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‘Great Expectations’ at new Black Box Theatre

Estellportrayed by Brittany Arndt spares poor country orphan Pip (Bobby Johnson) none her scorn Charles Dickens’ classic play “GreExpectations” Feb.

Estella, portrayed by Brittany Arndt, spares poor country orphan Pip (Bobby Johnson) none of her scorn in Charles Dickens’ classic play “Great Expectations” Feb. 24-March 3 at UW-Parkside’s new Black Box Theatre, 900 Wood Road, Kenosha.

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If you go ...

What: ‘Great Expectations’

Where: Black Box Theatre, Rita Tallent Picken Regional Center for the Arts and Humanities, University of Wisconsin-Parkside, 900 Wood Road, Kenosha.

When: 7: 30 p.m. Feb. 24-25, March 1-3; 2 p.m. Feb. 26; 10 a.m. March 2.

Tickets: $17, $15 for seniors, and $7.50 for students. keyword tickets or call (262) 595-2564.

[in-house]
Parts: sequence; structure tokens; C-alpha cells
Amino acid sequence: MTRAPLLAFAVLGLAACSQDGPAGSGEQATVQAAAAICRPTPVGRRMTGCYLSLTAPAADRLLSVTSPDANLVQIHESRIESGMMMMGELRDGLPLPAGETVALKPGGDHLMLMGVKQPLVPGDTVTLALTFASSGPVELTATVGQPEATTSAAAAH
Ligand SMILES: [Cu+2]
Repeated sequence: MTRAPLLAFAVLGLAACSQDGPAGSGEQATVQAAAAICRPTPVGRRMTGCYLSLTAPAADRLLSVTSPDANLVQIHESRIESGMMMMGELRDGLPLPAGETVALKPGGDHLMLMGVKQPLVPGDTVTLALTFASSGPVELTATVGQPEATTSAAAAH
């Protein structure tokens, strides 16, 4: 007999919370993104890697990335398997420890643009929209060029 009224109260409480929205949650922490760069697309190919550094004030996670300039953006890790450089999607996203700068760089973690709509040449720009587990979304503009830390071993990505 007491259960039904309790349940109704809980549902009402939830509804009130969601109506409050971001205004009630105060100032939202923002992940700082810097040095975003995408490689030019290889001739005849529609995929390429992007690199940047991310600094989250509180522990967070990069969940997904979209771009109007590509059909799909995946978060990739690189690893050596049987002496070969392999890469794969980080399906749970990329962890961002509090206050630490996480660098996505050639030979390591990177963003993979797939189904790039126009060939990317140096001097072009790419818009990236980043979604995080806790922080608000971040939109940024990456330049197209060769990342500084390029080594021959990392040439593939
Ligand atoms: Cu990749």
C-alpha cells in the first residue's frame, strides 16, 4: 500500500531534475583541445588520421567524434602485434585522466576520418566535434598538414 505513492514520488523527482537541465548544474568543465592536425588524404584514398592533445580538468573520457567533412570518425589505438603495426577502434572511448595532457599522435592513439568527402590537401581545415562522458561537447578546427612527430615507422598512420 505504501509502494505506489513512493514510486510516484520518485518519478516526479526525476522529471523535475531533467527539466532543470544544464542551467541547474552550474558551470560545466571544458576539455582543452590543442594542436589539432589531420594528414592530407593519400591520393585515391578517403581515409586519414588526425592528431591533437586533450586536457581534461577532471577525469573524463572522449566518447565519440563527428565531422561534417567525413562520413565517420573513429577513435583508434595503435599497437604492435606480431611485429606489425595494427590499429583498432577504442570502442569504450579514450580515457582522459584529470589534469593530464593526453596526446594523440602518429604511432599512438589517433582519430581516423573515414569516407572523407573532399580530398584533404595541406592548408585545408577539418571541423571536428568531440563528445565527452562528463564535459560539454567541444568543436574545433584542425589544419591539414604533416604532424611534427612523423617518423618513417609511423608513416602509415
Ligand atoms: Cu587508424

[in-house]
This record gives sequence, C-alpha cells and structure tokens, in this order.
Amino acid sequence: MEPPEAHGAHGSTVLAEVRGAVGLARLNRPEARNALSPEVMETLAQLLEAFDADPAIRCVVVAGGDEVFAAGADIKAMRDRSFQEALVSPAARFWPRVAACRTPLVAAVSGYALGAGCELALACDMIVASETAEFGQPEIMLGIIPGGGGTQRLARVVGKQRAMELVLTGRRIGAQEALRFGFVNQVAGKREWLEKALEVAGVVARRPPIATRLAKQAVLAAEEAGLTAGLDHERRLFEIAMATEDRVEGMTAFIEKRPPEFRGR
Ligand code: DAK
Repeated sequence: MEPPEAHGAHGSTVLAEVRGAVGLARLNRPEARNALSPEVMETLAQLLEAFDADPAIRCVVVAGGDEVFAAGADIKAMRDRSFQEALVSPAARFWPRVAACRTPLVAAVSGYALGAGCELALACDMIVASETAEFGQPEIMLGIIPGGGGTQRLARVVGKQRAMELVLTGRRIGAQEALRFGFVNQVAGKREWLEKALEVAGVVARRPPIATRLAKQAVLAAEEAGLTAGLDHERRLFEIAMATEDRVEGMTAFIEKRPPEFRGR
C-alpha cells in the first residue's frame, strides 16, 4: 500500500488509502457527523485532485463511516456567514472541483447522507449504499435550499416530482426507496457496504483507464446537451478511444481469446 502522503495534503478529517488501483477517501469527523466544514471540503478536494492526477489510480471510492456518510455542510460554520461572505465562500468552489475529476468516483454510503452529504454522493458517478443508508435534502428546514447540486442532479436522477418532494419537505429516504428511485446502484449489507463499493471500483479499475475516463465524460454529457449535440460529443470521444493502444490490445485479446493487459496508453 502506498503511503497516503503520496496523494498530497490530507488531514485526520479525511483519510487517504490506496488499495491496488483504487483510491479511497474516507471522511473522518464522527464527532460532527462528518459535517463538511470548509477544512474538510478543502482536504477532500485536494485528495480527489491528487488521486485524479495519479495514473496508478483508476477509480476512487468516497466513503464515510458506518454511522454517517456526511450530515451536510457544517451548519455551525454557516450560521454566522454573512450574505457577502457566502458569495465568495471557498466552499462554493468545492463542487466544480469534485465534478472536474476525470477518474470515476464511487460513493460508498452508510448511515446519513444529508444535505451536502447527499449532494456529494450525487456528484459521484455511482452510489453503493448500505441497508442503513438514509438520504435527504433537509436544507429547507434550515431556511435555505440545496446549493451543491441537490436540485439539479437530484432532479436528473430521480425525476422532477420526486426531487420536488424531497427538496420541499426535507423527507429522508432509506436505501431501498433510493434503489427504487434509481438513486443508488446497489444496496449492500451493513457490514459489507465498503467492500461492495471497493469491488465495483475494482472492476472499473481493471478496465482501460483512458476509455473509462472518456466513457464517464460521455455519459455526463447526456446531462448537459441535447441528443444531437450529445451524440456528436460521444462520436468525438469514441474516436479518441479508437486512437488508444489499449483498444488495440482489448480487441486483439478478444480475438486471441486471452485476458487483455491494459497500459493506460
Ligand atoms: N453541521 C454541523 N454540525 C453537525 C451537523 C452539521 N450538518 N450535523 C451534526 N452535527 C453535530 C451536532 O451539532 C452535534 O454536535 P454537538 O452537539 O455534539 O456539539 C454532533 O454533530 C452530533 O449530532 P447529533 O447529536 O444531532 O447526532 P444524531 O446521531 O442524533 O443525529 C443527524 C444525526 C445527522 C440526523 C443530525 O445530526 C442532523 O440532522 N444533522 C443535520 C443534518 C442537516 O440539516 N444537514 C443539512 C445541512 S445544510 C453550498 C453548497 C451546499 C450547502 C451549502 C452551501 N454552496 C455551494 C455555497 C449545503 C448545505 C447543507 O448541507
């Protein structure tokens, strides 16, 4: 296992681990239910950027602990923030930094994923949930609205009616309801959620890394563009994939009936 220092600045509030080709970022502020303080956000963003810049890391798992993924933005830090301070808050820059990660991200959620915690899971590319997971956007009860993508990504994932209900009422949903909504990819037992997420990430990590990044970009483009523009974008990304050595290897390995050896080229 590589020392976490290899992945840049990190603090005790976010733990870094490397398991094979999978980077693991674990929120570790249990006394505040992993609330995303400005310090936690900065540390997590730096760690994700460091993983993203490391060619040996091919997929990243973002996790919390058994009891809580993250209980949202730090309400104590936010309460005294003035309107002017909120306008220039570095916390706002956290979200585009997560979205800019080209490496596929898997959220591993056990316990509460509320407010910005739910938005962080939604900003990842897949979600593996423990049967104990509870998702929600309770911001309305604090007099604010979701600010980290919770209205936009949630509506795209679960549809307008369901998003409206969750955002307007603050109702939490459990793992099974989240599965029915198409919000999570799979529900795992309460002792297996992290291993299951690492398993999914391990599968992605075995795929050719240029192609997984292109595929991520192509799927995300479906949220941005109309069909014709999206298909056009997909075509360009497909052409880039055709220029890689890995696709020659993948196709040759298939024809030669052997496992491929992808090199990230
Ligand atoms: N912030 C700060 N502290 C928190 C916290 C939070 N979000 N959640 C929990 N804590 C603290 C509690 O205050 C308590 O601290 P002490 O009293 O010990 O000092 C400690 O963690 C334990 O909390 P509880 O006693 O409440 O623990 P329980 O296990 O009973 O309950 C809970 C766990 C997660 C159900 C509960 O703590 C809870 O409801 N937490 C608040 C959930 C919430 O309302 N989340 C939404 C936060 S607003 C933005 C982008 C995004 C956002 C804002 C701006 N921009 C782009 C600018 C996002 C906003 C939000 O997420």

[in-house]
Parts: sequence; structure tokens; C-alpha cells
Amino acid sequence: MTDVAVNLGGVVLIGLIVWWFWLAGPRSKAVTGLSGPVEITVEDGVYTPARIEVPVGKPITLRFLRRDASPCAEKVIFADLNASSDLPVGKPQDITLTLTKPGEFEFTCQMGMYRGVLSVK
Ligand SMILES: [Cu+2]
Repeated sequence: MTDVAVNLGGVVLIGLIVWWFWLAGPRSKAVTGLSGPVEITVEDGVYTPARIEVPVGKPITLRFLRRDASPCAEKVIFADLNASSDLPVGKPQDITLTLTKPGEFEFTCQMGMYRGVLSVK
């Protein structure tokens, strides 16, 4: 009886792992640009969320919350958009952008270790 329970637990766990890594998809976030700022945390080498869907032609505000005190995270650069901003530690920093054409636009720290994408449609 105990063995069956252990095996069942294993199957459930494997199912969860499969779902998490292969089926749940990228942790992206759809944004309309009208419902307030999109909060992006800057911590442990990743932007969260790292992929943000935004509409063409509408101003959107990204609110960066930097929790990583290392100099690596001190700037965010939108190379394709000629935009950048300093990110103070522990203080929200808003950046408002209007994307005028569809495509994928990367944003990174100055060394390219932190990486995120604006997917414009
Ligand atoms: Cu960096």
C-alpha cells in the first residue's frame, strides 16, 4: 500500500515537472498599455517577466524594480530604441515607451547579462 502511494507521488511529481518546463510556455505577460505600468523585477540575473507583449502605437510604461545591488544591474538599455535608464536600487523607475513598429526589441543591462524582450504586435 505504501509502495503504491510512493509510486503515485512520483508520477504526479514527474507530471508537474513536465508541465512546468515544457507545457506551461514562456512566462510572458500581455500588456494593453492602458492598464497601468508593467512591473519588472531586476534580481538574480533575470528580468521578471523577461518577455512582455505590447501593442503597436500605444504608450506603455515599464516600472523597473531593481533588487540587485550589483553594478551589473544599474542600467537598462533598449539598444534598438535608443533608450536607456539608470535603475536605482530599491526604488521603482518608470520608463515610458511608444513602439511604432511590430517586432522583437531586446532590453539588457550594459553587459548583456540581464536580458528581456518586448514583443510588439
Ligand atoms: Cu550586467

Updated: April 23, 2012 1:51AM

KENOSHA — Parkside Theatre, the award-winning theater company of the University of Wisconsin-Parkside Theatre Arts Department, will present seven performances of Charles Dickens’ classic coming-of-age tale, “Great Expectations.” This inaugural production in the Black Box Theatre of the new Rita Tallent Picken Regional Center for the Arts and Humanities will be presented Feb. 24, 25, March 1, 2, and 3 at 7:30 p.m. with matinees Feb. 26 at 2 p.m. and March 2 at 10 a.m. at 900 Wood Road.

In Victorian England, the Industrial Revolution has transformed the social landscape but the division between rich and poor remains steadfast. One day, the young orphan Pip is taken to play at the home of wealthy spinster Miss Havisham, where he meets and falls in love with the beautiful but cruel Estella. Pip is working hard to become a gentleman worthy of Estella when news comes that a secret benefactor has given him a large fortune. A mystery then unfolds as Pip’s sudden rise from poor country boy to wealthy city gentleman forces him to move from one social extreme to another.

Director Jamie Cheatham said “Great Expectations” is a challenging and exciting way to open the university’s new performance space.

“We wanted a strong piece for our inaugural play in the new Black Box Theatre,” Cheatham stated. “We thought this is a great piece of classic literature to produce on stage and the title seemed like a positive message to open with: ‘Great Expectations!’”

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